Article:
As you all know, I took a Plant Nutrition class last semester. It was really interesting and I learned a lot about the biology of how plants take up nutrients, and the chemistry of the soil solution. Each of us had to choose two forms of fertilizer to research and speak about to the rest of the class. It was a fascinating couple of weeks as folks talked about everything from worm castings to mined phosphorus from Florida.
I wanted to research two things I have in abundance (and I'm guessing you do, too): Coffee grounds and eggshells. There are a lot of myths surrounding both, and in the course of my research, I was able to determine the truth of these two products and how they work in the soil.
Let's start with coffee grounds. When you google "how to use coffee grounds in your garden," you will see fantastical claims: They improve disease resistance, repel ants and slugs, acidify your soil (lower the pH), add nutrients, earthworms love them, and they add tilth to your soil texture.
Here's the truth of it:
Coffee grounds DO have a nice nutrient profile, with an NPK of 2-.06-.6. That's a nice, low amount of nutrients, with a good hit of nitrogen, some of it soluble. So they are definitely good for your soil in this regard. It's still best to add them to your compost first, so that they can be broken down before adding to your soil. However, you can sprinkle them around your plants. Just don't add a thick layer, because that will form a mat that air and water cannot penetrate.
Coffee grounds are acidic, but they don't lower your pH. You would need an enormous volume of coffee grounds to change the pH of your soil. I remember adding them to my blueberries to acidify the soil; but that doesn't work.
It is also a myth that snails or ants will be repelled by grounds. There is some evidence that they help to repel fire ants, but not Argentine ants, which is the variety most of us have in our yards. Grounds do not cause any barrier to snails or slugs at all.
Worms will process coffee grounds just as they do any other food.
And finally, grounds do nothing for disease resistance.
So, to conclude: Definitely add your coffee grounds (and filters!) to your compost pile, where they will improve the nutrient content of your finished compost.
Eggshells are a bit more complicated, because they are less well studied. But I was able to find pretty decisive research papers to help us figure out how to use them.
One of the biggest claims is that slugs don't like to travel over the sharp edges, so the shells can protect your plants if sprinkled around them. This one has been debunked quite thoroughly. In fact I found a study where the conclusion was the slugs were actually attracted to the eggshells and decimated the plants even more readily. So don't use them for this purpose!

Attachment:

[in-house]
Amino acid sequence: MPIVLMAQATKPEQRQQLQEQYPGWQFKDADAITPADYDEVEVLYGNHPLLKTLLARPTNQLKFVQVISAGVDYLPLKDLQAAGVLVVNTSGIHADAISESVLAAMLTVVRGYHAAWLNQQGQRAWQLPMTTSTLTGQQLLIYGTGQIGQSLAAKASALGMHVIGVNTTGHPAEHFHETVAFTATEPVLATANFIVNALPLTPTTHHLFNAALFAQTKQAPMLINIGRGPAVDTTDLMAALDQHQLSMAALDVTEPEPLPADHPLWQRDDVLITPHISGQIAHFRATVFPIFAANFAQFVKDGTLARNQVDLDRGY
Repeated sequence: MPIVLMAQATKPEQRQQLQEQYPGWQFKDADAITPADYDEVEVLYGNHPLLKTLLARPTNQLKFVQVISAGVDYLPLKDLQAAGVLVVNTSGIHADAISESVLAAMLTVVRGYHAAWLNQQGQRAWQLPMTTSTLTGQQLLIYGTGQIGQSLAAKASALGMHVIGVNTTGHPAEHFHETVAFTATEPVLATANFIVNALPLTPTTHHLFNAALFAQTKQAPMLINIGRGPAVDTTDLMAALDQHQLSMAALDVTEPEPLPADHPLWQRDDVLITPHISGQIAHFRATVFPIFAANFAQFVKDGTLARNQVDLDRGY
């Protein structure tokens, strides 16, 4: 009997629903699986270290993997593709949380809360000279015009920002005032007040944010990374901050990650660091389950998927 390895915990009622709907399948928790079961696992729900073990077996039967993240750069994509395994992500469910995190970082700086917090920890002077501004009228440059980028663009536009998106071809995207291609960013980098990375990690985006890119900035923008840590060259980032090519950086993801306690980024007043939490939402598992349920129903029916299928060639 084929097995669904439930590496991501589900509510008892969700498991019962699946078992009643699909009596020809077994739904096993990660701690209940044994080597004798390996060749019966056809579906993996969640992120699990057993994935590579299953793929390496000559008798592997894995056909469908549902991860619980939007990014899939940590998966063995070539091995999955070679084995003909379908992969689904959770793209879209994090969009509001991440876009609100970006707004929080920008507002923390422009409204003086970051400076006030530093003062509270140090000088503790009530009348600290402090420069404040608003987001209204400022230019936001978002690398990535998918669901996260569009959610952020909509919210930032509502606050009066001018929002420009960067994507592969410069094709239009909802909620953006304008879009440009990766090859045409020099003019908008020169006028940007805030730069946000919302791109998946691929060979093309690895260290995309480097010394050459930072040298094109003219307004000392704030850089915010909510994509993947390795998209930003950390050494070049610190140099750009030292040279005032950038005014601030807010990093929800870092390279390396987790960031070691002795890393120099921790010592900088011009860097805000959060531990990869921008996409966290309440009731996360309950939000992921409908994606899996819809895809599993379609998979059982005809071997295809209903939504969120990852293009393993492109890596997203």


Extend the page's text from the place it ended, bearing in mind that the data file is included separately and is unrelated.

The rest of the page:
The other big claim is that eggshells add lots of calcium to the soil. I can't tell you how many posts I've sen about adding eggshells to prevent blossom end rot in tomatoes. I assumed that was true and have used them myself for this purpose.
Well, each eggshell does contain about 2000 mg of calcium, so if there was a way to put this back into the soil, that would be terrific. However, they don't readily break down. In fact, studies show that it takes many hundreds of years before they break down completely.
So then you might ask, do they break down in water? That's been studied, and it's been found that they do not. So don't bother boiling your eggshells first.
So then you might ask, do worms eat them? They do not; they don't have teeth and can't bite.
So then you might ask, what about other microbes? Bacteria? Fungi? Protozoa? Well, there is very little research on this, surprisingly, but I did find a study where differing amounts of eggshells were composted, and the calcium content of the finished compost was higher in the piles that had greater amounts of eggshells. So that makes me think that something breaks them down. Eventually. Here's the deal: You won't reap the benefits, but your descendants might.
HOWEVER. There is one way to get calcium from eggshells, and that's to pulverize them. Once pulverized, the shells can break down into soil solution and become available to the plants. Plus, worms can eat them in this form, and add them to their gizzards (worms digest food like chickens do, in the gizzard).
So here's what we need to do: Put your eggshells on a baking sheet to dry. (DO NOT RINSE THEM. Eggshells have two layers - one hard, one thin and soft. This inner layer is full of organic matter that you want in your soil. ) When dry, run them through your blender, or pound them with a mortar and pestle. Then sprinkle on your soil or add to your compost.
That's if you want an immediate calcium hit. If that's not a concern to you, you can just continue to add them to your compost in chunks. They do help to aggregate the soil, making nice channels for air and water, and eventually, they do become a part of the soil. It'll just take a long, long, long time.